02/22/2009 05:12 am ET Updated May 25, 2011

Obama's Lesson on Campaign Finance

Goo goos who worry about the way money corrupts our politics might want to use part of the Obama honeymoon to revise and refine their arguments. What's the lesson to be learned when the candidate who rejects public financing -- designed to level the playing field and is thus able to far outspend the competition -- wins?

No one seems terribly worried about that at the moment and I'm not either.

Some claim that Obama has broken the system and thus has a responsibility to quickly fix it, but I'm not among them. Why should he see a system that worked this well for him as broken? Why should the voters? And what type of fix would result in a fairer outcome?

I find it interesting that Republicans now licking their wounds and planning a comeback have not fixed on this issue or claimed that they were denied a victory that should have been theirs by the avalanche of political money that flowed to the Obama campaign. That's an encouraging sign.

The most basic flaw of the public finance argument has always been the assumption that the link between money and popularity began with the former. In their fantasies, Americans would elect a clown or Klansman president if there was enough money behind the candidacy. But history suggests otherwise.

In fact, the candidate with the most money is often pushed out of the race earlier, as former Sen. Phil Gramm can attest.

There's a stronger argument to be made that public popularity brings in the money, which is apparently what happened in the 2004 race. And what's wrong with that? If you don't initially have enough friends who care enough to donate their time or money to help elect you, it is extremely unlikely that you'll later have enough friends to vote you into office.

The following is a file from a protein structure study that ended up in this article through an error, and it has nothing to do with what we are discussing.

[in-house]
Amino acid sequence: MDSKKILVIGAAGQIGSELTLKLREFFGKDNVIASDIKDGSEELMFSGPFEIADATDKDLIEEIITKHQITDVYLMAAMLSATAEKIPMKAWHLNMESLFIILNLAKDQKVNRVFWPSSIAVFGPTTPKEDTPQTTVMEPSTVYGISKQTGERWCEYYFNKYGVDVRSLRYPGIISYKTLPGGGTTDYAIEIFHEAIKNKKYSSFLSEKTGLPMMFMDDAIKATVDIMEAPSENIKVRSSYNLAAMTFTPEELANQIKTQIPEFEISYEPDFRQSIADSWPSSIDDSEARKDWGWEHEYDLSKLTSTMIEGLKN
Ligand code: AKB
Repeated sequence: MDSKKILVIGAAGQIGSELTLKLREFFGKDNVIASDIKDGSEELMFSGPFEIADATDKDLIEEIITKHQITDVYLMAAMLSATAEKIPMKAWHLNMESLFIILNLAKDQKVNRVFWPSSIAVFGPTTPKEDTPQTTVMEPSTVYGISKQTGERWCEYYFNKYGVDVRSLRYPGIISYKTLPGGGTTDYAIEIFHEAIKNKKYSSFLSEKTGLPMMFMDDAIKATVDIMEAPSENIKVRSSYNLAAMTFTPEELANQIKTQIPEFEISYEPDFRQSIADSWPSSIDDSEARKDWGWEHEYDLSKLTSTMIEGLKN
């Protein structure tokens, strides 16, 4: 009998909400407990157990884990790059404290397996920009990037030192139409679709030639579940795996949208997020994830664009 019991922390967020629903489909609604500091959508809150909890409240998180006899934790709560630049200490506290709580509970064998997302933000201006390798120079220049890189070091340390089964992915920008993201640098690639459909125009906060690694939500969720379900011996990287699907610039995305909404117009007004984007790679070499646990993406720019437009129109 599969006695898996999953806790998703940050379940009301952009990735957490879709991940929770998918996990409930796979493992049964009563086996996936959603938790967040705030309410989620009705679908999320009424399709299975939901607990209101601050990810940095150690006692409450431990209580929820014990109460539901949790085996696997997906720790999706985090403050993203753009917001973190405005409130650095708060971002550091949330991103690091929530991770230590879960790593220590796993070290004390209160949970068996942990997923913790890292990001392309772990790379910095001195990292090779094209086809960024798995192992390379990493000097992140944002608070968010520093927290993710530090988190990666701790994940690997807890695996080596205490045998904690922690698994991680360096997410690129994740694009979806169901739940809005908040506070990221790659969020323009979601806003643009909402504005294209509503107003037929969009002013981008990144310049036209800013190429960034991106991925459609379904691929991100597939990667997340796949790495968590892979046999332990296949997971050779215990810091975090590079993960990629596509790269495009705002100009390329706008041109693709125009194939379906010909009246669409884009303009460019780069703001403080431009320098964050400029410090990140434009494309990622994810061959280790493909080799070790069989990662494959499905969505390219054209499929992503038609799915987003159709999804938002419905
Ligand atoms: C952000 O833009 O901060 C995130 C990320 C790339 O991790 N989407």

That's why it is a mistake to think that money can elect a candidate who defies his constituents on issues they care about ranging from foreign policy, to immigration or abortion. The search for incumbents who are out of step with their constituents is a challenging one, partly because they are so quickly retired (and partly because of the way redistricting is done, which often creates more problems than political contributions).

Money can have a worrisome impact on new or technically arcane issues where the public has little awareness or reason to care. The telecommunications reform debate, where there was little public interest detectable, was fueled it. In the weeks ahead, we'll probably see it surface as Congress debates which sectors of the financial services communities are most worthy (yet another battlefield in the long-running war between banks and credit unions, for instance).

In areas where the policy choice appears to be a coin toss and legislators hear nothing from their constituents (or nothing beyond the Astroturf campaigns that crudely imitate grassroots efforts), there's a tendency to go with the guys who seem most helpful.

But that's an arena far from presidential campaigns and one unlikely to be impacted by any rewrite of our campaign finance laws.